Health-care professionals have developed a free iPad app that estimates a user’s disease risk and offers a customized plan for living a healthier life.
“We wanted to get the word out about easy changes in behavior that might help people prevent certain diseases,” says Graham Colditz, MD, PhD, an internationally recognized disease prevention expert at the Siteman Cancer Center at Barnes-Jewish Hospital and Washington University School of Medicine in St. Louis.
Called Zuum, the app quickly estimates a person’s risk of heart disease, diabetes, stroke and different cancers, including lung, colon, breast and prostate. Zuum then provides tailor-made tips to prevent these illnesses and boost overall health. For example, the app shows users how diet, TV viewing habits and other factors could affect future health.
Zuum is available on iTunes at http://itunes.apple.com/us/app/id521273376.
“We’ve taken three decades of research and turned it into Zuum, a free app that provides personalized health advice at your fingertips,” Colditz says.
Zuum’s features include:
- A quick, easy health questionnaire.
- Risk estimates for heart disease, stroke, diabetes, lung cancer, colon cancer, breast cancer (for women) and prostate cancer (for men).
- A list of specific factors that increase or decrease the risk of each disease and how healthy lifestyle changes could affect future risk.
- Personalized tips for lowering disease risk and boosting health.
- Tailored messages delivered regularly to the app’s inbox, which encourage ongoing healthy behavior change.
Developed by the team that created the award-winning Your Disease Risk website, Zuum packages the latest science into an engaging, easy-to-use health app. It builds on Colditz’s work in the Nurses Health Study and Growing Up Today Study, groundbreaking research started in 1976 and 1996, respectively, that continues to examine the links among cancer, alcohol use, diet, exercise and other factors. Using results from these and numerous other studies, Zuum offers science-based tips on reducing disease risk.
Other key developers include Hank Dart, a public health communications consultant for Siteman, and Heather Corcoran, associate professor of communication design at the Sam Fox School of Design & Visual Arts at Washington University.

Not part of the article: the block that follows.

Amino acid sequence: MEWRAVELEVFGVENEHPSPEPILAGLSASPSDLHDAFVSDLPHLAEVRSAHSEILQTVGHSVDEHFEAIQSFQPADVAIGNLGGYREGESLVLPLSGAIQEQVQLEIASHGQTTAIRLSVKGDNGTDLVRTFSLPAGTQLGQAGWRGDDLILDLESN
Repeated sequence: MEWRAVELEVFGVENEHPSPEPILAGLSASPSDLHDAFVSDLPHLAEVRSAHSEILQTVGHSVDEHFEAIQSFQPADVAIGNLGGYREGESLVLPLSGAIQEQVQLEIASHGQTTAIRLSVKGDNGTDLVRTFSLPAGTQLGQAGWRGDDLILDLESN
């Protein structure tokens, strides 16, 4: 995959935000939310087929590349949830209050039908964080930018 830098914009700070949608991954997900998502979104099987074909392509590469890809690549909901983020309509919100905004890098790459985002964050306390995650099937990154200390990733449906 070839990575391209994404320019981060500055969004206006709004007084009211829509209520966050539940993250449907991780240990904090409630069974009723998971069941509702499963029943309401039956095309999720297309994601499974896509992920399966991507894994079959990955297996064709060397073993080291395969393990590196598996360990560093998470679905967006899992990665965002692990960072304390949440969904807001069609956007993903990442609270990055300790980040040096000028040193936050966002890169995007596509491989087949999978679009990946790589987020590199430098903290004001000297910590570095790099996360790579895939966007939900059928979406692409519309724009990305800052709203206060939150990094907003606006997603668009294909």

Dart says user security and promoting a healthy lifestyle were equally important when it came to the app’s design.
“The privacy and confidentiality of Zuum users is key,” he says. “Data are stored on secure servers and sent through an encrypted link, and unlike many other risk assessment tools, we never sell or share user information. Our only goal is to provide important tips that can help people live the healthiest life possible.”
Colditz stresses that Zuum is not intended to replace a physician’s advice or regular medical checkups. Zuum can’t predict if an individual will develop a particular disease, and it doesn’t guarantee good health. But the personalized advice it offers may help reduce risk and provide a blueprint for a better quality of life.
“We want to make it easy for people to be health-conscious,” Colditz says. “With Zuum, anyone can make healthier choices.”
For more information about Zuum, visit http://zuum.wustl.edu, or follow the app’s Twitter account at http://twitter.com/Zuum_Health.
Washington University School of Medicine’s 2,100 employed and volunteer faculty physicians also are the medical staff of Barnes-Jewish and St. Louis Children’s hospitals. The School of Medicine is one of the leading medical research, teaching and patient care institutions in the nation, currently ranked sixth in the nation by U.S. News & World Report. Through its affiliations with Barnes-Jewish and St. Louis Children’s hospitals, the School of Medicine is linked to BJC HealthCare.
The Siteman Cancer Center is the only NCI-designated Comprehensive Cancer Center within a 240-mile radius of St. Louis. Siteman Cancer Center comprises the cancer research and treatment programs of Barnes-Jewish Hospital and Washington University School of Medicine.